Arthur Jones (inventor)

From Wikipedia, the free encyclopedia
Jump to navigation Jump to search
Arthur Jones
Arthur Allen Jones
Arthur Allen Jones
Born (1926-11-22)November 22, 1926
Arkansas
Died August 28, 2007(2007-08-28) (aged 80)
Orlando, Florida
Occupation Inventor, exercise philosopher
Known for Nautilus exercise machines

Arthur Allen Jones (November 22, 1926 – August 28, 2007) was the founder of Nautilus, Inc. and MedX, Inc. and the inventor of the Nautilus exercise machines, including the Nautilus pullover, which was first sold in 1970.[1] Jones was a pioneer in the field of physical exercise i.e. weight and strength training.[2][3] He was born in Arkansas, and grew up in Seminole, Oklahoma.

Accomplishments[edit]

Jones's ideas tried to move the public's notion of bodybuilding and strength-training exercise away from the Arnold Schwarzenegger school of training, which involved hours in the gym using free weights, to high intensity training. This involves short, single sets with maximum intensity, to maximize muscular growth. Famous individuals who trained under Jones's ideas include Casey Viator (who participated in the Colorado Experiment), Eddie Robinson (who worked with and participated in and trained under Jones's Nautilus leverage line, which is now Hammer Strength,[citation needed] and IFBB professional body builder Mike Mentzer.

Jones's publications included the Nautilus Bulletins, which aimed to dispel contemporary myths of exercise and training. He also wrote and published "The Cervical Spine, Lumbar Spine And The Knee," which provided for the first time a complete description of the function of the lumbar spine and its true range of motion[citation needed].

Additional publications included the results of Jones's studies on the differing responses of muscular structures exposed to varying amounts of exercise throughout limited and unlimited range of motion. Jones labeled these responses as type S response for specific and type G for general. He was among the first researchers to experiment with exclusively eccentric training on test subjects and among the first to suggest the superiority and importance of eccentric training for strength. He was the inventor of infimetric and akinetic exercise equipment. He was the first exercise machine designer to utilize cams, as opposed to pulleys, in exercise machines, making possible for the first time resistance that varied along the force curves generated by human muscular structures[citation needed].

It was the advent of Nautilus machines that made resistance training appealing to the general public, fueling the fitness boom of the 1970s and 80s and resulting in Nautilus gyms in strip malls across America.

Nautilus, Inc. markets the Bowflex, Stairmaster and Nautilus product lines. These new product lines are not affiliated with Jones. The Bowflex "power rod" bending technology is in part based on Jones's ideas due to its use of variable resistance.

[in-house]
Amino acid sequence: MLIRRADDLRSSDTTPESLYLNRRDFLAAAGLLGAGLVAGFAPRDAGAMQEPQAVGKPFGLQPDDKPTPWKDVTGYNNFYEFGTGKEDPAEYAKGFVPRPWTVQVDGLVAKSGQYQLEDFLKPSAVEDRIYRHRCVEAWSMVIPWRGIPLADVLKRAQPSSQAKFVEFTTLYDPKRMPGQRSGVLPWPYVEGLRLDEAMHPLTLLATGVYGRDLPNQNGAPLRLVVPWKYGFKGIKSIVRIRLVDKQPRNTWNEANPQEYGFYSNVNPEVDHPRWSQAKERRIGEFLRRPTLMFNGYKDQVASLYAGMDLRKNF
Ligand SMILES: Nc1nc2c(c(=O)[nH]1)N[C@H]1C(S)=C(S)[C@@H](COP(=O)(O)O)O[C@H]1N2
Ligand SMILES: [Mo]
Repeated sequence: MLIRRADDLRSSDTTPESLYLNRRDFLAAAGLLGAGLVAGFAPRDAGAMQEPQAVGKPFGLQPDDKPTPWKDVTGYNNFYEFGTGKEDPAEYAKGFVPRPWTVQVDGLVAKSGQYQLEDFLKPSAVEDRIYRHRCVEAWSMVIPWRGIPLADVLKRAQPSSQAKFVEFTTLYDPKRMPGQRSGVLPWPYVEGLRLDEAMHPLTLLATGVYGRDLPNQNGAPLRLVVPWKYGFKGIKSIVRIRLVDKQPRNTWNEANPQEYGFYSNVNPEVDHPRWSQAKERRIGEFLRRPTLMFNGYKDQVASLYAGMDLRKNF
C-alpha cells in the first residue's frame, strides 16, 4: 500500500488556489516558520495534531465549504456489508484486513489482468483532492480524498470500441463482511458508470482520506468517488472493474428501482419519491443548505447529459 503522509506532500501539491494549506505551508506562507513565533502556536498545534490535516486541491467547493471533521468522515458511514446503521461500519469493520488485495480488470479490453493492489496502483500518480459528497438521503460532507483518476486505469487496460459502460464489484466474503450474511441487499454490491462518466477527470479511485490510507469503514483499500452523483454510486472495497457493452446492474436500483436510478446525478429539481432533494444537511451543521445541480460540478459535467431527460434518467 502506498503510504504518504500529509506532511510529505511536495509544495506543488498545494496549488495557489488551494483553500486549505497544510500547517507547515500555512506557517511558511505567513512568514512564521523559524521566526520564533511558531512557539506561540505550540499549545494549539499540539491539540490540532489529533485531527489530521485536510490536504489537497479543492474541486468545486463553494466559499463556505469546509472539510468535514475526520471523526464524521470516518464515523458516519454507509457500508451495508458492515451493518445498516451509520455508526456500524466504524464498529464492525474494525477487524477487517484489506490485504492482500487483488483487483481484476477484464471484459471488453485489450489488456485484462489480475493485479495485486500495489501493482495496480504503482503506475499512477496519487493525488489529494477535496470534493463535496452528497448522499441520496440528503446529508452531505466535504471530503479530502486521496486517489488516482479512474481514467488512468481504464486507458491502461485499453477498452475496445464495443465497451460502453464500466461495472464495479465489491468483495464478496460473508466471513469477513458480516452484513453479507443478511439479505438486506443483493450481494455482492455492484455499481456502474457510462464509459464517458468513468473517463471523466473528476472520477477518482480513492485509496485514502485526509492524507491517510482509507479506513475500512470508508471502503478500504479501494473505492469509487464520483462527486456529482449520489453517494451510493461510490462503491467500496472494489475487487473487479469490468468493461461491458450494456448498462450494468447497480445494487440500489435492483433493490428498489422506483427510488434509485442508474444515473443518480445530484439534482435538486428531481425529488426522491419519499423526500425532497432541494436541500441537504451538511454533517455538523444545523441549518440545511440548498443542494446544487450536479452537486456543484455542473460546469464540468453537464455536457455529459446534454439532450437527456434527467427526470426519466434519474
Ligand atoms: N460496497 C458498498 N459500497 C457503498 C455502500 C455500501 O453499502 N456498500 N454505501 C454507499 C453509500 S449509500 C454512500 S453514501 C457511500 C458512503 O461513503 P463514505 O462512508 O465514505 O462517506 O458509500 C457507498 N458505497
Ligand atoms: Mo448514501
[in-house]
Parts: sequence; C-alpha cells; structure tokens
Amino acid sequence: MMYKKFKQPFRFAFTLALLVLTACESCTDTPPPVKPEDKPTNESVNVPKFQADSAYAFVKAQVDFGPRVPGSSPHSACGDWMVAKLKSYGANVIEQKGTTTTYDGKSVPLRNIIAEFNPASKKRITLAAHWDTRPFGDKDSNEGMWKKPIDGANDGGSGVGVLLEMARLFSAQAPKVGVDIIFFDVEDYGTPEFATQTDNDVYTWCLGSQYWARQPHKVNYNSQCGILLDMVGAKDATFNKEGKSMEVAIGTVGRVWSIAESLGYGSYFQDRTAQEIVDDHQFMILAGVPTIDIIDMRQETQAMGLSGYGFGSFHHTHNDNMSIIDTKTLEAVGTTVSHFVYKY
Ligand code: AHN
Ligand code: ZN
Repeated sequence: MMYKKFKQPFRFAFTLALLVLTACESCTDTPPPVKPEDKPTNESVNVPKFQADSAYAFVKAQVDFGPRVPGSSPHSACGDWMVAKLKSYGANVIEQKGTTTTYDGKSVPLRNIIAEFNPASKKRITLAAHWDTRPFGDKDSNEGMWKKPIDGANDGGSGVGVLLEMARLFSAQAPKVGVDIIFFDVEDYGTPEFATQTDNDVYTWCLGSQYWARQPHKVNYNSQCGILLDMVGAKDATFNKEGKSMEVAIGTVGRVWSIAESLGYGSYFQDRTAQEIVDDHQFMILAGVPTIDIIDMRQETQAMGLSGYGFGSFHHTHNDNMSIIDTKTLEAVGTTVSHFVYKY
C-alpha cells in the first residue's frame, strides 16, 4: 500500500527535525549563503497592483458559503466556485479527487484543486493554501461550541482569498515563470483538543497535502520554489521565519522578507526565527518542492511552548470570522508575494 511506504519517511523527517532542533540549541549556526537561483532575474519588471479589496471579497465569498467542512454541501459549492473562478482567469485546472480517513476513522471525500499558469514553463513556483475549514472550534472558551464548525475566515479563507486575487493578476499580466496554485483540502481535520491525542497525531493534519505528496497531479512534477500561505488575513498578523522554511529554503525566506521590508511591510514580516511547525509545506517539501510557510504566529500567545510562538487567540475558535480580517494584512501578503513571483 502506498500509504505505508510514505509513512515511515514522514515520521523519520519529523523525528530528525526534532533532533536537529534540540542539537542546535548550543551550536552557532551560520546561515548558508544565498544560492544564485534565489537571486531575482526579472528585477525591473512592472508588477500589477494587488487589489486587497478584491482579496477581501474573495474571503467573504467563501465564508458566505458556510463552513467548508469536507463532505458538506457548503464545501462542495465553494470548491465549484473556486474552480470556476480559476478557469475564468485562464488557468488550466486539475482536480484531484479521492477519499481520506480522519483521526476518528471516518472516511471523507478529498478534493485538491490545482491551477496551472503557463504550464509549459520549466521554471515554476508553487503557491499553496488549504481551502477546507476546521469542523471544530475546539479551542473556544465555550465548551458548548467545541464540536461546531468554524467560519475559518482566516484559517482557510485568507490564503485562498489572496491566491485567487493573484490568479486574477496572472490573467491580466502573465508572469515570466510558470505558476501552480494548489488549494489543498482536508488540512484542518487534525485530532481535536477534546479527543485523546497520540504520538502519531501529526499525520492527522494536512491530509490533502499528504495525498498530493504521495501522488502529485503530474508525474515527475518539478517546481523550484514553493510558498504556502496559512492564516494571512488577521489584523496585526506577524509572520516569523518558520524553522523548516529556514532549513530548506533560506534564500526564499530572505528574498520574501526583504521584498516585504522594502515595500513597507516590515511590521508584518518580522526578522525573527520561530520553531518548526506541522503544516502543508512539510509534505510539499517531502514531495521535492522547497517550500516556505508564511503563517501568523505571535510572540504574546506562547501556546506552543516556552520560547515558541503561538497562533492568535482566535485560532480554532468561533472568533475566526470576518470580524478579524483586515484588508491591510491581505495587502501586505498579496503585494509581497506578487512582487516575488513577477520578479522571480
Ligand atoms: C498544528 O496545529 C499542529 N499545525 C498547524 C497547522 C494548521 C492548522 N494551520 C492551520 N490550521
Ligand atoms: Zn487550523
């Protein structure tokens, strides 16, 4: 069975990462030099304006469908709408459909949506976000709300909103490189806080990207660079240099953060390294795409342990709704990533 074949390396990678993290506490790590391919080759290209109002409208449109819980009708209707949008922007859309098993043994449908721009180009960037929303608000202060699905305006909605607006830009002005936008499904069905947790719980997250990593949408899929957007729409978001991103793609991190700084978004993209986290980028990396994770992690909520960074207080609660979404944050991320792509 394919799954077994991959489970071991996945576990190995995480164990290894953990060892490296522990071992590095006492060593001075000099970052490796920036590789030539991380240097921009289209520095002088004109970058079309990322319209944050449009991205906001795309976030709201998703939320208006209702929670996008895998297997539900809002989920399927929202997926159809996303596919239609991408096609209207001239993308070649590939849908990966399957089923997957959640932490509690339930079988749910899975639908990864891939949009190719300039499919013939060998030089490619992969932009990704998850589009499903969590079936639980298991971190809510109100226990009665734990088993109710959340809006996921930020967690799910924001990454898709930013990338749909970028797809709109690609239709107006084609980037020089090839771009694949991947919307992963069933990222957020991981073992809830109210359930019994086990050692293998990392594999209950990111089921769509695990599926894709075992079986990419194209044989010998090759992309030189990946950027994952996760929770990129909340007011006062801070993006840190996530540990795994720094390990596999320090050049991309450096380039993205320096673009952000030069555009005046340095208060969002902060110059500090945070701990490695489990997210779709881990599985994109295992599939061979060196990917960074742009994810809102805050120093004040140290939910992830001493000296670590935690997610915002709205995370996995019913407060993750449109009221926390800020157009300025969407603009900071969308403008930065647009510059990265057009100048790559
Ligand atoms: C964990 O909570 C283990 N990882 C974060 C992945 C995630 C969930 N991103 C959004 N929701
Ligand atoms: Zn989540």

The Nautilus machines and the company he formed to sell them made Jones a multimillionaire and landed him on the Forbes list of the 400 richest people. At one point, financial analysts estimated that Nautilus was grossing $300 million annually. He sold Nautilus Inc. in 1986 for $23 million. He also sold MedX Corporation in 1996 and then retired.[4]

On August 28, 2007, Jones died from natural causes at his home in Ocala, Florida, at age 80. He was survived by two daughters and by two sons, Gary and William Edgar Jones. Gary Jones created Hammer Strength strength training machines.[5]

Inventions[edit]

Arthur Jones was a prolific inventor, holding numerous patents (many of which were assigned to Nautilus or MedX), most notably the elliptical cam (which replaces the pulley) to provide variable resistance through the range of motion.[6]

Patent[7] Title
3,858,873 Weight lifting exercising devices
3,998,454 Force receiving exercising member
4,257,592 Exercising apparatus with improvements in handle structure, rope arrangement, and clamping means
4,493,485 Exercising apparatus and method
4,500,089 Weight lifting lower back exercising machine
4,511,137 Compound weight lifting exercising machine
4,600,196 Exercising machine with variable resistance
4,666,152 Lower back exercising machine
4,836,536 Apparatus for exercising muscles of the lower trunk of the human body
4,858,919 Apparatus for testing or exercising muscles of the lower trunk of the human body
4,902,008 Method and apparatus for testing or exercising muscles of the lower trunk of the human body
4,902,009 Machine for exercising and/or testing muscles of the lower trunk, and method
4,989,859 Method for testing and/or exercising the rotary neck muscles of the human body
5,002,269 Apparatus for testing and/or exercising the cervical muscles of the human body
5,004,230 Method and apparatus for exercising or testing rotary torso muscles
5,005,830 Machine for exercising and/or testing muscles of the lower trunk
5,007,634 Method and apparatus for restraining the legs and pelvis for exercising and/or testing the lower trunk of the human body
5,088,727 Apparatus for exercising or testing rotary torso muscles
5,092,584 Apparatus for testing and/or exercising the rotary neck muscles of the human body
5,092,585 Apparatus for testing and/or exercising the cervical muscles of the human body
5,092,590 Method for exercising and/or testing muscles of the lower trunk
5,104,364 Method for exercising or testing rotary torso muscles